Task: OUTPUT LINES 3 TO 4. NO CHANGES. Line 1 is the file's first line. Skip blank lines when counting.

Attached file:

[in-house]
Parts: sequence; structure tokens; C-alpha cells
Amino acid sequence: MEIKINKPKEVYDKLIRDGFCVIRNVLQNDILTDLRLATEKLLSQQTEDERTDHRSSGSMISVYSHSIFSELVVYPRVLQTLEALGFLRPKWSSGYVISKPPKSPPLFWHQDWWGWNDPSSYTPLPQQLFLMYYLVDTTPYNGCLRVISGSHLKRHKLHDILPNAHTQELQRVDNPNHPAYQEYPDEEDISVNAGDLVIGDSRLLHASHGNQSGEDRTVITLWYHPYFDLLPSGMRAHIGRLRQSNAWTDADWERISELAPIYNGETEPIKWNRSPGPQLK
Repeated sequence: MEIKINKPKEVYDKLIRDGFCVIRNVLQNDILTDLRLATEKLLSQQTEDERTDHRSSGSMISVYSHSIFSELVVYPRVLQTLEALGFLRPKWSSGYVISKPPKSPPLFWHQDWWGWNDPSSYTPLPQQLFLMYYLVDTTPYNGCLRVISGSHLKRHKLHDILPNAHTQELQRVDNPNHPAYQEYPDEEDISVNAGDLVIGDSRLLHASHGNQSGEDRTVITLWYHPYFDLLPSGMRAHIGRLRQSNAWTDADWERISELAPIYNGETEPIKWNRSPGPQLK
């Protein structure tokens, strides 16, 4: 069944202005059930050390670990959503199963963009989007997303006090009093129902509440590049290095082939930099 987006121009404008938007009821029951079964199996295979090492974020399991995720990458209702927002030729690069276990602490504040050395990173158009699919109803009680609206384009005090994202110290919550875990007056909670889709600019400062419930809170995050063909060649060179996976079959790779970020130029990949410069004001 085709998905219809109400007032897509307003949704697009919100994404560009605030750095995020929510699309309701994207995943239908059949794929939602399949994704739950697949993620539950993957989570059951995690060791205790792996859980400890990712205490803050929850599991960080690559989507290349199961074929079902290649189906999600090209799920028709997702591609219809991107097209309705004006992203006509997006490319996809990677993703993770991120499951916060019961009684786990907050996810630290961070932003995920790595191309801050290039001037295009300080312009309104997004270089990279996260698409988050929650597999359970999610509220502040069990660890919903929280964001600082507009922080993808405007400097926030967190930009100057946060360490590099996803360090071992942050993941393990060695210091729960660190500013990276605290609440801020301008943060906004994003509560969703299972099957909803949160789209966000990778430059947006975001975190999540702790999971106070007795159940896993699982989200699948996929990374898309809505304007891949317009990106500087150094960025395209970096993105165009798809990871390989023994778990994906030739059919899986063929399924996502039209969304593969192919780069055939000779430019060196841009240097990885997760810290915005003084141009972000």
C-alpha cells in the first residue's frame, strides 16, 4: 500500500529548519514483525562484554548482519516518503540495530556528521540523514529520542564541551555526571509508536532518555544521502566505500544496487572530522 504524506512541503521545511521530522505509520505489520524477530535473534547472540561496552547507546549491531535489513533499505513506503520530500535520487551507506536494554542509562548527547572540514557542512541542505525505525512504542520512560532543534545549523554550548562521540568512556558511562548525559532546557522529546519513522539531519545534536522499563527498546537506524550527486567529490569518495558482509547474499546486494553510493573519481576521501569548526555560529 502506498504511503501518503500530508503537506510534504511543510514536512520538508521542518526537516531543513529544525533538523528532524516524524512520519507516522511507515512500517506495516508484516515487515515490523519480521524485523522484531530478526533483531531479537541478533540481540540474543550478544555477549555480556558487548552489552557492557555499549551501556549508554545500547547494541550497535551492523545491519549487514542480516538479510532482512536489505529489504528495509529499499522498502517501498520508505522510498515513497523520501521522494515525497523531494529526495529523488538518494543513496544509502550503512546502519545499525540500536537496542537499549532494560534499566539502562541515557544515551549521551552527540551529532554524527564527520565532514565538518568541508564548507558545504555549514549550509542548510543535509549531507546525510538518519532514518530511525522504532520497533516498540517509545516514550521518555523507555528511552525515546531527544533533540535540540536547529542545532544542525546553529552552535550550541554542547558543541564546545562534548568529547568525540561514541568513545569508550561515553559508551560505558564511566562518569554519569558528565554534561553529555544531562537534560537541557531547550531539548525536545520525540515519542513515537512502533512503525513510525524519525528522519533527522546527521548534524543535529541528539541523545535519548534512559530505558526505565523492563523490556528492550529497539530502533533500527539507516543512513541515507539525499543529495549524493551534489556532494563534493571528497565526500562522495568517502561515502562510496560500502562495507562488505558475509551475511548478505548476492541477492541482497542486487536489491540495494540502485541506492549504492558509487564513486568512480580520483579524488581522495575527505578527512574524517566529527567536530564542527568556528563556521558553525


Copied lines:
Amino acid sequence: MEIKINKPKEVYDKLIRDGFCVIRNVLQNDILTDLRLATEKLLSQQTEDERTDHRSSGSMISVYSHSIFSELVVYPRVLQTLEALGFLRPKWSSGYVISKPPKSPPLFWHQDWWGWNDPSSYTPLPQQLFLMYYLVDTTPYNGCLRVISGSHLKRHKLHDILPNAHTQELQRVDNPNHPAYQEYPDEEDISVNAGDLVIGDSRLLHASHGNQSGEDRTVITLWYHPYFDLLPSGMRAHIGRLRQSNAWTDADWERISELAPIYNGETEPIKWNRSPGPQLK
Repeated sequence: MEIKINKPKEVYDKLIRDGFCVIRNVLQNDILTDLRLATEKLLSQQTEDERTDHRSSGSMISVYSHSIFSELVVYPRVLQTLEALGFLRPKWSSGYVISKPPKSPPLFWHQDWWGWNDPSSYTPLPQQLFLMYYLVDTTPYNGCLRVISGSHLKRHKLHDILPNAHTQELQRVDNPNHPAYQEYPDEEDISVNAGDLVIGDSRLLHASHGNQSGEDRTVITLWYHPYFDLLPSGMRAHIGRLRQSNAWTDADWERISELAPIYNGETEPIKWNRSPGPQLK